Contention: The Gentiles, mentioned in verse 16, are God-fearing Gentiles, such as Cornelius in Acts 10, or the God-fearing Gentiles of Athens in Acts 17.
Response: Actually, not all the Gentiles who come to believe in Christ are said to be “God-fearing” beforehand. For example, the “prominent Greek women and men” in Berea (Acts 17:12) are not said to be God-fearing, and neither are the Gentiles who converted after Paul’s sermon in Athens (Acts 17:34). In fact, none of the Gentiles in Acts 14 are said to be God-fearing. Some are even found polytheists, which is shown by their initially thinking Barnabas and Paul are Zeus and Hermes respectfully (Acts 14:11-12).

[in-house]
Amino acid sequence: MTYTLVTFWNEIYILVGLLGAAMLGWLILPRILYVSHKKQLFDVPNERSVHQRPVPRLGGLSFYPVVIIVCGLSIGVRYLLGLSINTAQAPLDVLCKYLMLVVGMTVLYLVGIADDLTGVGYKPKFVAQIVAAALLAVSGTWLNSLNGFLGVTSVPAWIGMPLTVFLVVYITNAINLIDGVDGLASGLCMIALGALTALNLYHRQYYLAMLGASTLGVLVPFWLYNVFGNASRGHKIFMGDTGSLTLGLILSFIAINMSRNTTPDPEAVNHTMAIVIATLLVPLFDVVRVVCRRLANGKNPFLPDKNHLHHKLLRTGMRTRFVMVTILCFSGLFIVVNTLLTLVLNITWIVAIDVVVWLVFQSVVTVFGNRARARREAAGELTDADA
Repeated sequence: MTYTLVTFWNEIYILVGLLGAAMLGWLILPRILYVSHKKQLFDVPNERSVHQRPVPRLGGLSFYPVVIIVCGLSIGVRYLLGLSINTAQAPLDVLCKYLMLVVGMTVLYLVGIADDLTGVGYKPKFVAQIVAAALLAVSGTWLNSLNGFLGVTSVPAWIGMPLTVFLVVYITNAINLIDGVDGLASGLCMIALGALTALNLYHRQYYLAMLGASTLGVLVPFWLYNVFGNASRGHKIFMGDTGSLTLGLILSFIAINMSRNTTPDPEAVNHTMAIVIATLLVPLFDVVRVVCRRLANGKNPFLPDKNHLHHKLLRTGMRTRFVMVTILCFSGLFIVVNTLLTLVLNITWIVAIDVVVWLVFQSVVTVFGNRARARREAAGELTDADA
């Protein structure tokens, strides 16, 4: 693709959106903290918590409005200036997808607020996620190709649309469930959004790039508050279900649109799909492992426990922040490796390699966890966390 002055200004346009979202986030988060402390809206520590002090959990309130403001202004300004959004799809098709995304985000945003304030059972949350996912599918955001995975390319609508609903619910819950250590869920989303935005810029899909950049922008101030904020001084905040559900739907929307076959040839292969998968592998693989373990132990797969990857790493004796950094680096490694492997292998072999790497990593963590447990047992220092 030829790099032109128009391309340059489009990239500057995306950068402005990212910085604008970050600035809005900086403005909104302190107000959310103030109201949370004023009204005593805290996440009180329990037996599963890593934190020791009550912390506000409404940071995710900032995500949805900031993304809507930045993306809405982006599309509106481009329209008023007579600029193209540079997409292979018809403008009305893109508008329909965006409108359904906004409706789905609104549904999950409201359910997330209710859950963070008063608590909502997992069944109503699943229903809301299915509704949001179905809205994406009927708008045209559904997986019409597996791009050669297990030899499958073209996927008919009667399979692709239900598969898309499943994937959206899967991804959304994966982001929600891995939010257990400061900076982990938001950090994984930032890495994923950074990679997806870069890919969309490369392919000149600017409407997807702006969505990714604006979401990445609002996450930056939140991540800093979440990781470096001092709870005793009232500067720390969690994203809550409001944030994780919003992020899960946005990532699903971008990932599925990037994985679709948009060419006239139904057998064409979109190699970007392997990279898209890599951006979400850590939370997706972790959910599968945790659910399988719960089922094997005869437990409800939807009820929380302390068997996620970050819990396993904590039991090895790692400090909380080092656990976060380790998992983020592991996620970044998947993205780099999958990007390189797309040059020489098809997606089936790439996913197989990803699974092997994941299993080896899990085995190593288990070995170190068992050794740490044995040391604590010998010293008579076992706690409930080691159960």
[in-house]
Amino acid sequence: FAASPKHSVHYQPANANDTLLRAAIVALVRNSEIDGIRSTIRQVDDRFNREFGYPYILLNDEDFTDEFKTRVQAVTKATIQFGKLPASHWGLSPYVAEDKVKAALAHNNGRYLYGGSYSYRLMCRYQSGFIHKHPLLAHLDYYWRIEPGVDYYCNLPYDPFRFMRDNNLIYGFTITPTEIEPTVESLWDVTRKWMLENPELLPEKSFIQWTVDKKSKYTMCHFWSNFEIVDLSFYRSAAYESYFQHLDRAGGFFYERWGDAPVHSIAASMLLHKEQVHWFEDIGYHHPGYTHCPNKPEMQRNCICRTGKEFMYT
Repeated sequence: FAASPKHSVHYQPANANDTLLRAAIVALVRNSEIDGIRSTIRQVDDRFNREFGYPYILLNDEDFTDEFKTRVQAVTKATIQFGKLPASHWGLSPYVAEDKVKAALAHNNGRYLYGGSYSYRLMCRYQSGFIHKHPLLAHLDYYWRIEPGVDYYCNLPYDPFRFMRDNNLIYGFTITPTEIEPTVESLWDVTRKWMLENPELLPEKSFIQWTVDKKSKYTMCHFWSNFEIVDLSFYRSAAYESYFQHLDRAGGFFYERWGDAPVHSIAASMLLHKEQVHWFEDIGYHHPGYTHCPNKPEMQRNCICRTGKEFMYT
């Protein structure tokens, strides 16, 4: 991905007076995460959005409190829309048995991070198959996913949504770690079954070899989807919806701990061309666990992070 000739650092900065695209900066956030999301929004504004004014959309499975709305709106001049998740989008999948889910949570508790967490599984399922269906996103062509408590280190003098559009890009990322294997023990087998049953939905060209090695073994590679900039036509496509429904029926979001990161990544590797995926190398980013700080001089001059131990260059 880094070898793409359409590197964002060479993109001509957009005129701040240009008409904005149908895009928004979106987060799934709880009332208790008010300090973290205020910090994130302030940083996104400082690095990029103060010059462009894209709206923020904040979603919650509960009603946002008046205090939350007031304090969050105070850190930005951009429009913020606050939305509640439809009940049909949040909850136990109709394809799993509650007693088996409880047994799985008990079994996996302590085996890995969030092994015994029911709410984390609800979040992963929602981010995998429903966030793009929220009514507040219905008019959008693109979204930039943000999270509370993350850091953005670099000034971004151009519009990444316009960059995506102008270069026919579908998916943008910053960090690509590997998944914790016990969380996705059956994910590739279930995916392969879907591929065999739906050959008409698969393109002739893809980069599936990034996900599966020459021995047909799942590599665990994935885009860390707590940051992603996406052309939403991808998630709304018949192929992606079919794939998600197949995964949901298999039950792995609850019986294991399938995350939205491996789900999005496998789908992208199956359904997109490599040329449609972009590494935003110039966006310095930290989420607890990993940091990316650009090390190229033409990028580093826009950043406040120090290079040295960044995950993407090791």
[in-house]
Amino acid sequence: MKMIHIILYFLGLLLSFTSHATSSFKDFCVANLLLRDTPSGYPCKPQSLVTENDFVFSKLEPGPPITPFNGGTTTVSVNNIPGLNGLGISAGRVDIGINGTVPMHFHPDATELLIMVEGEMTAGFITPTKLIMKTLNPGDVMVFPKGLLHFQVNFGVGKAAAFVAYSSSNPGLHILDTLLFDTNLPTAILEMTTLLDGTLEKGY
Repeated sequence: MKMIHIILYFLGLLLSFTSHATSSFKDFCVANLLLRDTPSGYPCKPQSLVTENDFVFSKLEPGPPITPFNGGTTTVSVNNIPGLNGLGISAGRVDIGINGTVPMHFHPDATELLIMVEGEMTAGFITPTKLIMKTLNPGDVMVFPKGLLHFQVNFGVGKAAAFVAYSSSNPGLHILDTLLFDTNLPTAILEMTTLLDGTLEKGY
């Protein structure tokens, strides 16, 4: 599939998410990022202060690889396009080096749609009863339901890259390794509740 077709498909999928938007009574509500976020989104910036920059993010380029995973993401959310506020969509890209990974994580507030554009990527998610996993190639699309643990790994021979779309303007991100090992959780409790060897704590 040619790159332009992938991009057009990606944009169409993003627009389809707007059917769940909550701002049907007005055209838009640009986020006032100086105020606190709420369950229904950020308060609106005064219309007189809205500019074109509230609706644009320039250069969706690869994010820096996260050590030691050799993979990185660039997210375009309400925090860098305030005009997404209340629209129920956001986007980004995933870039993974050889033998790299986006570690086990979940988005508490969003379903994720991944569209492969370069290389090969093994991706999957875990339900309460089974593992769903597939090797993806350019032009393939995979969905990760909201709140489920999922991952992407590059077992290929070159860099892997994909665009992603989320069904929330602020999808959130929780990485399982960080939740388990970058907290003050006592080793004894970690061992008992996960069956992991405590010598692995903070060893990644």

We can find a lack of a “God-fearing” state previous to conversion among many of the Gentiles within Paul’s epistles. Most prominent among these is Paul’s epistle to the Ephesian church, in which he says that they “formerly walked according to the course of this world” (Eph 2:2), and “were by nature children of wrath” (Eph 2:3). Does this sound like the state of God-fearing Gentiles? It was while they were in this rebellious state that they were “saved through faith” as a “gift of God” (Eph 2:8). Paul likewise tells the Colossian Christians that God “rescued us from the domain of darkness, and transferred us to the kingdom of His beloved Son” (Col 1:13). Again, it does not say that God the Father rescued us while we were God-fearing, but rather that we were rescued from “the domain of darkness,” then handed over to the son.